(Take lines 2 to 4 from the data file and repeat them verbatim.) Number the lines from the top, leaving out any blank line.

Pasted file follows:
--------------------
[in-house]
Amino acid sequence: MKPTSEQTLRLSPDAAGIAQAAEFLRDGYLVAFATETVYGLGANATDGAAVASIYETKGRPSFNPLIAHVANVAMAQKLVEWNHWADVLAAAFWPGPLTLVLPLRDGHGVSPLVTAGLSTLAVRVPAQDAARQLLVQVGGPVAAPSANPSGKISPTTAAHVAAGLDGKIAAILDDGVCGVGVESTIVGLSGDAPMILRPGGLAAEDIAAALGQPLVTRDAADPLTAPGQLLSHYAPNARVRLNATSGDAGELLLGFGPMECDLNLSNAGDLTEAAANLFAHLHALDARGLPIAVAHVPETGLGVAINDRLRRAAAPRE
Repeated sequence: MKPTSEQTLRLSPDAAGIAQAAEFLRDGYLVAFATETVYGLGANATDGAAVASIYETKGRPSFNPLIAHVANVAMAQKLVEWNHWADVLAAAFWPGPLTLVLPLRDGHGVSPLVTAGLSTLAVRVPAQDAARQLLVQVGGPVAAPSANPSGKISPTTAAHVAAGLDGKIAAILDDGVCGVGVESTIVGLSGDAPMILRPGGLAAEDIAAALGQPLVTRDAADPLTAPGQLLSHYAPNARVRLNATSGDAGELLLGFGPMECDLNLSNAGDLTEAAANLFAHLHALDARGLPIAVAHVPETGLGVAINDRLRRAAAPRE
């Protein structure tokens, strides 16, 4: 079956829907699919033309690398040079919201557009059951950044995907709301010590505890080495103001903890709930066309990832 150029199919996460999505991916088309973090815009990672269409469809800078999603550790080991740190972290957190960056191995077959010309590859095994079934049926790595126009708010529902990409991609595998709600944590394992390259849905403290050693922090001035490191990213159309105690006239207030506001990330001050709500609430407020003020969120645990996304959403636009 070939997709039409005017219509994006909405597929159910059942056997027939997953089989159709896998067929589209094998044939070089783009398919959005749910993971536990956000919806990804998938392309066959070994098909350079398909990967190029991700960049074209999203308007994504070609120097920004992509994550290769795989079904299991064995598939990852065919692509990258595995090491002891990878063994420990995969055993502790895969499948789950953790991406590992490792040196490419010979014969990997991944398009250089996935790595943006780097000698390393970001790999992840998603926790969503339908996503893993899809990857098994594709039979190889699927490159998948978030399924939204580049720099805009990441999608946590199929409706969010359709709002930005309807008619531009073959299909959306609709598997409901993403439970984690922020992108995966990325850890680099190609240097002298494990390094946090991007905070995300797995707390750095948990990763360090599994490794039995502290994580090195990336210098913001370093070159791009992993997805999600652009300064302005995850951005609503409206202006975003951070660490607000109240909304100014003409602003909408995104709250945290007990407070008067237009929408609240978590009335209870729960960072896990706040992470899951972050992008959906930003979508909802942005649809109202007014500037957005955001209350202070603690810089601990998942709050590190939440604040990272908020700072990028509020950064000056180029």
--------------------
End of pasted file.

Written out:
Amino acid sequence: MKPTSEQTLRLSPDAAGIAQAAEFLRDGYLVAFATETVYGLGANATDGAAVASIYETKGRPSFNPLIAHVANVAMAQKLVEWNHWADVLAAAFWPGPLTLVLPLRDGHGVSPLVTAGLSTLAVRVPAQDAARQLLVQVGGPVAAPSANPSGKISPTTAAHVAAGLDGKIAAILDDGVCGVGVESTIVGLSGDAPMILRPGGLAAEDIAAALGQPLVTRDAADPLTAPGQLLSHYAPNARVRLNATSGDAGELLLGFGPMECDLNLSNAGDLTEAAANLFAHLHALDARGLPIAVAHVPETGLGVAINDRLRRAAAPRE
Repeated sequence: MKPTSEQTLRLSPDAAGIAQAAEFLRDGYLVAFATETVYGLGANATDGAAVASIYETKGRPSFNPLIAHVANVAMAQKLVEWNHWADVLAAAFWPGPLTLVLPLRDGHGVSPLVTAGLSTLAVRVPAQDAARQLLVQVGGPVAAPSANPSGKISPTTAAHVAAGLDGKIAAILDDGVCGVGVESTIVGLSGDAPMILRPGGLAAEDIAAALGQPLVTRDAADPLTAPGQLLSHYAPNARVRLNATSGDAGELLLGFGPMECDLNLSNAGDLTEAAANLFAHLHALDARGLPIAVAHVPETGLGVAINDRLRRAAAPRE
């Protein structure tokens, strides 16, 4: 079956829907699919033309690398040079919201557009059951950044995907709301010590505890080495103001903890709930066309990832 150029199919996460999505991916088309973090815009990672269409469809800078999603550790080991740190972290957190960056191995077959010309590859095994079934049926790595126009708010529902990409991609595998709600944590394992390259849905403290050693922090001035490191990213159309105690006239207030506001990330001050709500609430407020003020969120645990996304959403636009 070939997709039409005017219509994006909405597929159910059942056997027939997953089989159709896998067929589209094998044939070089783009398919959005749910993971536990956000919806990804998938392309066959070994098909350079398909990967190029991700960049074209999203308007994504070609120097920004992509994550290769795989079904299991064995598939990852065919692509990258595995090491002891990878063994420990995969055993502790895969499948789950953790991406590992490792040196490419010979014969990997991944398009250089996935790595943006780097000698390393970001790999992840998603926790969503339908996503893993899809990857098994594709039979190889699927490159998948978030399924939204580049720099805009990441999608946590199929409706969010359709709002930005309807008619531009073959299909959306609709598997409901993403439970984690922020992108995966990325850890680099190609240097002298494990390094946090991007905070995300797995707390750095948990990763360090599994490794039995502290994580090195990336210098913001370093070159791009992993997805999600652009300064302005995850951005609503409206202006975003951070660490607000109240909304100014003409602003909408995104709250945290007990407070008067237009929408609240978590009335209870729960960072896990706040992470899951972050992008959906930003979508909802942005649809109202007014500037957005955001209350202070603690810089601990998942709050590190939440604040990272908020700072990028509020950064000056180029």